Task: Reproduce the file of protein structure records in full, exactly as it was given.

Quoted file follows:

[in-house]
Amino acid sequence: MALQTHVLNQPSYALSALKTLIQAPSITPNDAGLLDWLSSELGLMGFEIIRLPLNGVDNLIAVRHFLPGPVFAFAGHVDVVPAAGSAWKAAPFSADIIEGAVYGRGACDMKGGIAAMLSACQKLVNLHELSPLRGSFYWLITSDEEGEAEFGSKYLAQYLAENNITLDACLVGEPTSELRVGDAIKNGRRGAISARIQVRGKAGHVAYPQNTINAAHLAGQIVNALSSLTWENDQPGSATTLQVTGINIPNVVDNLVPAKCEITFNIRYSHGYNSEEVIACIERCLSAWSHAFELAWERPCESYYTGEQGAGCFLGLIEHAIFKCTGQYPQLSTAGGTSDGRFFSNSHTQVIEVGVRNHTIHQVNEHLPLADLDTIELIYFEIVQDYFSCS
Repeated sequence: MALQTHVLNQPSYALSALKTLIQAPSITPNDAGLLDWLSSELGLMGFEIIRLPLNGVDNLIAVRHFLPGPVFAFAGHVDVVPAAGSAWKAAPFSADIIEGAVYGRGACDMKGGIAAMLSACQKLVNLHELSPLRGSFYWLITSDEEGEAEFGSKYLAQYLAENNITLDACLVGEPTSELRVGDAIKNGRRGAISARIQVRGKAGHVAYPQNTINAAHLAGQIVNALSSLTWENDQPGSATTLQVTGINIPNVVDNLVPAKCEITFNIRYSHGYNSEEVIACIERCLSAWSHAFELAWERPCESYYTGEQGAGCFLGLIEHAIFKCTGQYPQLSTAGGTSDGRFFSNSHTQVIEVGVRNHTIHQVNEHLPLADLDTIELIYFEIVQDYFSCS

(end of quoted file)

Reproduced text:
[in-house]
Amino acid sequence: MALQTHVLNQPSYALSALKTLIQAPSITPNDAGLLDWLSSELGLMGFEIIRLPLNGVDNLIAVRHFLPGPVFAFAGHVDVVPAAGSAWKAAPFSADIIEGAVYGRGACDMKGGIAAMLSACQKLVNLHELSPLRGSFYWLITSDEEGEAEFGSKYLAQYLAENNITLDACLVGEPTSELRVGDAIKNGRRGAISARIQVRGKAGHVAYPQNTINAAHLAGQIVNALSSLTWENDQPGSATTLQVTGINIPNVVDNLVPAKCEITFNIRYSHGYNSEEVIACIERCLSAWSHAFELAWERPCESYYTGEQGAGCFLGLIEHAIFKCTGQYPQLSTAGGTSDGRFFSNSHTQVIEVGVRNHTIHQVNEHLPLADLDTIELIYFEIVQDYFSCS
Repeated sequence: MALQTHVLNQPSYALSALKTLIQAPSITPNDAGLLDWLSSELGLMGFEIIRLPLNGVDNLIAVRHFLPGPVFAFAGHVDVVPAAGSAWKAAPFSADIIEGAVYGRGACDMKGGIAAMLSACQKLVNLHELSPLRGSFYWLITSDEEGEAEFGSKYLAQYLAENNITLDACLVGEPTSELRVGDAIKNGRRGAISARIQVRGKAGHVAYPQNTINAAHLAGQIVNALSSLTWENDQPGSATTLQVTGINIPNVVDNLVPAKCEITFNIRYSHGYNSEEVIACIERCLSAWSHAFELAWERPCESYYTGEQGAGCFLGLIEHAIFKCTGQYPQLSTAGGTSDGRFFSNSHTQVIEVGVRNHTIHQVNEHLPLADLDTIELIYFEIVQDYFSCS